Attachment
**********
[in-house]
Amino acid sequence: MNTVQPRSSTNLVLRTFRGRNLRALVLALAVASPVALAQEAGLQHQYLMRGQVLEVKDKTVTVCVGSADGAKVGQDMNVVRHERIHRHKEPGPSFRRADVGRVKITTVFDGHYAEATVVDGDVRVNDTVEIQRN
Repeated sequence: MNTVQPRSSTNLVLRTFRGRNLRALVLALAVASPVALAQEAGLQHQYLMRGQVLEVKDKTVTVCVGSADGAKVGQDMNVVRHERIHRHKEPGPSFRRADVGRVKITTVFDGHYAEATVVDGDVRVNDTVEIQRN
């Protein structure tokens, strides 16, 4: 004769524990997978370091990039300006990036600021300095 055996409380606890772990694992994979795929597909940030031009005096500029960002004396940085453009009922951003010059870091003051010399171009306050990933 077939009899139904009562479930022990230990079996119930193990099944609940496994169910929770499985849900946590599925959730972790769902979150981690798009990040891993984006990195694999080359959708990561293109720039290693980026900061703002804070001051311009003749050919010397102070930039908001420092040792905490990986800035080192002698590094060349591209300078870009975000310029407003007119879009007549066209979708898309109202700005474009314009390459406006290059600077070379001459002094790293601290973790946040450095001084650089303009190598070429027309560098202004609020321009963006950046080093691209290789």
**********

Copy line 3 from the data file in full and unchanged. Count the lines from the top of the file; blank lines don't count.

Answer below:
Repeated sequence: MNTVQPRSSTNLVLRTFRGRNLRALVLALAVASPVALAQEAGLQHQYLMRGQVLEVKDKTVTVCVGSADGAKVGQDMNVVRHERIHRHKEPGPSFRRADVGRVKITTVFDGHYAEATVVDGDVRVNDTVEIQRN